In any “photo op” moment any more, it is impossible to miss the invasion of the camera phone.
Where it used to be easy to tell when a camera was around and if people had them handy, now anyone with a phone could be a clandestine photographer.
Even at occasions that used to be ruled by the professional photographer such as weddings and the like, we now see those dozens of hands going up snapping photos with camera phones that seem to dominate the scene. Conventional photography is a highly developed art form and profession. The precision of the equipment and the ability of photographers to deliver a high-quality product to their customers is well known and the result of decades of evolution of the craft. But today it is possible for anyone to become an amateur photographer using that tiny cell phone in their pocket or purse.
The question needs serious consideration for three audiences. For the professional photographer, is this the end of your profession? Will digital phones wipe out your customer base and make you obsolete? For the aspiring photographer, what about your future? Should you even invest in learning to use the sophisticated equipment that makes professional photography so superior? Why bother if camera phones are going to make it all obsolete? And for you the consumer, can you get the same quality of photographs with using camera phones as you can by hiring a photographer?
These are valid questions. It is very common when a new technology begins to make inroads into a profession for the old guard of that profession to feel threatened. It happened when television came along and the media called it the death of radio. It happened when talkies and then color was introduced to movies and television and at each technological improvement in the music world. And with each dire prediction of the demise of an industry, the opposite took place and that industry adjusted, evolved, got better and prospered all the more.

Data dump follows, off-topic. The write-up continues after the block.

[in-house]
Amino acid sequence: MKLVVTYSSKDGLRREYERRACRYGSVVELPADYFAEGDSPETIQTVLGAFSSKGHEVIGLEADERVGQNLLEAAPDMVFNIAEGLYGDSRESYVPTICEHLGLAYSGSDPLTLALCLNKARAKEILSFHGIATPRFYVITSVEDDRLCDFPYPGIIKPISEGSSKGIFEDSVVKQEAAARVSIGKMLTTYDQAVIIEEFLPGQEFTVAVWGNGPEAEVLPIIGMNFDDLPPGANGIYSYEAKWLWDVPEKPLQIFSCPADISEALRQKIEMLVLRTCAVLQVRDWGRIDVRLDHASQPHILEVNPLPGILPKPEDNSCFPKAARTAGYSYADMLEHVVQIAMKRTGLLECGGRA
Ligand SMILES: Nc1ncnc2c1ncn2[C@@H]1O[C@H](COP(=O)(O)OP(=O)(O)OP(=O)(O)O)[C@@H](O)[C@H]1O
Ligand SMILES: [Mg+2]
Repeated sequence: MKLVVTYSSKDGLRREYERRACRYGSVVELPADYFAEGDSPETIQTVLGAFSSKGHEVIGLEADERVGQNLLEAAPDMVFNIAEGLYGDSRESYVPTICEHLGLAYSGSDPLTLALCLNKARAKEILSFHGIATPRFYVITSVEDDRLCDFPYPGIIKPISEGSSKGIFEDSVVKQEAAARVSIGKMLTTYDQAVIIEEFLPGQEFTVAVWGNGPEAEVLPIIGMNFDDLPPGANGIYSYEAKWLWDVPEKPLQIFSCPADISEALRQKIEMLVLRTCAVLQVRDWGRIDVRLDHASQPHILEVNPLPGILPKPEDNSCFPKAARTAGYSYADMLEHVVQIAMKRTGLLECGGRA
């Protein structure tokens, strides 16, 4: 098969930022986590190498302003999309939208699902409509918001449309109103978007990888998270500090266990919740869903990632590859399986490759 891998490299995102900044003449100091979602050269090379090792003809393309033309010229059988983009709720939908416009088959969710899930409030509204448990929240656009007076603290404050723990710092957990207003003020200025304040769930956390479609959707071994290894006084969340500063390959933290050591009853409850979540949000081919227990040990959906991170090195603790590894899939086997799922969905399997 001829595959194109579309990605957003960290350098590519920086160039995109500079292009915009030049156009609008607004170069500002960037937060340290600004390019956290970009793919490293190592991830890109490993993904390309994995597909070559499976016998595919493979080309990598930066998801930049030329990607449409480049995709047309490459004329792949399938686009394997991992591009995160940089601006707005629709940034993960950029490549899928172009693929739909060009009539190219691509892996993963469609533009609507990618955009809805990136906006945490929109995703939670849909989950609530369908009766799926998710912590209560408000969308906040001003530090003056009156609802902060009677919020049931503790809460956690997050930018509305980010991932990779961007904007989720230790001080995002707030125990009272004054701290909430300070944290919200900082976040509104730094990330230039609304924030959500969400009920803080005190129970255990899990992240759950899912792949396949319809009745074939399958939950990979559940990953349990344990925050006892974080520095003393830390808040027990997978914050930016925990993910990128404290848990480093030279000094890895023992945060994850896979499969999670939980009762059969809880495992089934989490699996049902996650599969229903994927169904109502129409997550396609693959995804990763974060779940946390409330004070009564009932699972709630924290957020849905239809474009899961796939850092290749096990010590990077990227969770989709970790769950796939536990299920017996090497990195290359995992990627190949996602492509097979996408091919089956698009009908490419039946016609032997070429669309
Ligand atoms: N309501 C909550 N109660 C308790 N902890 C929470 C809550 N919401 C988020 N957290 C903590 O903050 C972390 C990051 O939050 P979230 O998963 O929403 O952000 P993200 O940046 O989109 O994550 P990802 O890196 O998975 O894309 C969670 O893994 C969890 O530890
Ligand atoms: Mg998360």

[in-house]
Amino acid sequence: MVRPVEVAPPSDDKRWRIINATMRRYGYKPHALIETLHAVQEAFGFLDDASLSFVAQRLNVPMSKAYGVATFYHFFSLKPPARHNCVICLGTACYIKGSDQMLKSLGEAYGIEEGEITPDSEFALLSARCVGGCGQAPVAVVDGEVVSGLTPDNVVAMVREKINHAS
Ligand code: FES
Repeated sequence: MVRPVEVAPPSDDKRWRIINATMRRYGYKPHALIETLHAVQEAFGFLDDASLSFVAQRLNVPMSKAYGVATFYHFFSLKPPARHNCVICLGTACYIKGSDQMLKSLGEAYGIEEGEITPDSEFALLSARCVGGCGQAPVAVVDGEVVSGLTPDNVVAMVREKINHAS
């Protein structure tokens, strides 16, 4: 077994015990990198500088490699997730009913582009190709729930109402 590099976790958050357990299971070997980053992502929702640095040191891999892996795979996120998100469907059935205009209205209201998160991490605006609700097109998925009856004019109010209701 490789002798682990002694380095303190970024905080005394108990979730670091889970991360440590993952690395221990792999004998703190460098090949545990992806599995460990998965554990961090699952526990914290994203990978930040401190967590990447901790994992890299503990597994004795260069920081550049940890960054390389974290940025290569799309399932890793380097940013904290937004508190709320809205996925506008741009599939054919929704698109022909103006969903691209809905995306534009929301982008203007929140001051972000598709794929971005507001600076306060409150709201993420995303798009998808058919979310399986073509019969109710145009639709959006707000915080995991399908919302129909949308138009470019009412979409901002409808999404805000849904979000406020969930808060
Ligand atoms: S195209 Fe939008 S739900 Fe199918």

So there are good reasons not to worry that camera phones are going to destroy photography as we know it including…
Camera phones cannot achieve the same levels of quality. There is a good reason that the professional photographer has invested in the highly sophisticated equipment that he has in his studio and that he or she takes to a shoot. The many years and decades of research have surfaced the problems with quality that primitive equipment could not deal with.
Modern photography equipment has precise instrumentation to handle lighting issues to properly frame each photograph and to produce a professional quality outcome that people want from a wedding, a portrait or any kind of professional photography. You can bet that forensic photography, fashion photography, and photography for publication will ever be willing to accept the low standards of quality that are the outcome of camera phone pictures.
It’s an amateur game. When you see kids holding up their camera phones at a concert to steal a picture, you know that the device is not going to result in a professional quality shot. This is especially true in a live setting like a concert where there are myriads of issues such as lighting, visual noise and other problems that have to be overcome with sophisticated instrumentation just not available on a camera phone. Camera phones are an amateur photography device. And they will always occupy that niche.
Standards of the final product would be compromised. And high standards of quality are what make professional photography a value to its customers. This is not to cast camera phones in a negative light. They have their place and they are great fun. But we in the professional photography world have nothing to fear from the growth of this technology.